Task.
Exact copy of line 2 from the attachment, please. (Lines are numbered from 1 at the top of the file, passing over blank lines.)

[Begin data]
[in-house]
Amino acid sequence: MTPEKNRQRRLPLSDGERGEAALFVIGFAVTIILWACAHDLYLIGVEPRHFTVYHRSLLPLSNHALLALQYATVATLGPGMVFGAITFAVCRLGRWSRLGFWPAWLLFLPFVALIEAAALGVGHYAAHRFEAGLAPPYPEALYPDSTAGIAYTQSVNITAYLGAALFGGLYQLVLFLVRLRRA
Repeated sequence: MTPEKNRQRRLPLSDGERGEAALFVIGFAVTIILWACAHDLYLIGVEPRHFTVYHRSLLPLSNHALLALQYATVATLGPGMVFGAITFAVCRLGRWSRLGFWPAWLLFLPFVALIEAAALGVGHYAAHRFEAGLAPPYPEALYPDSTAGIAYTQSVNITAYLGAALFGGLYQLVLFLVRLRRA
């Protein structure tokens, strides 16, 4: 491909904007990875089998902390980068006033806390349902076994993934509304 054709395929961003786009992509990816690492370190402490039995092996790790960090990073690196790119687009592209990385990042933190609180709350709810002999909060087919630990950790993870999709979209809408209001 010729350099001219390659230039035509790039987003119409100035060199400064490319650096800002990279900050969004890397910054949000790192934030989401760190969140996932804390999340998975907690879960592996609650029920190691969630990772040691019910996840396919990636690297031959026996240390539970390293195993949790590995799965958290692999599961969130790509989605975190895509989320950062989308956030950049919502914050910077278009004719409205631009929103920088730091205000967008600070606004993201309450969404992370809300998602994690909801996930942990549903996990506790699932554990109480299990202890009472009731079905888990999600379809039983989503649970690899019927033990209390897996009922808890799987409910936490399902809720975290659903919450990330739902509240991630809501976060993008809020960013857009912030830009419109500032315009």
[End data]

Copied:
Amino acid sequence: MTPEKNRQRRLPLSDGERGEAALFVIGFAVTIILWACAHDLYLIGVEPRHFTVYHRSLLPLSNHALLALQYATVATLGPGMVFGAITFAVCRLGRWSRLGFWPAWLLFLPFVALIEAAALGVGHYAAHRFEAGLAPPYPEALYPDSTAGIAYTQSVNITAYLGAALFGGLYQLVLFLVRLRRA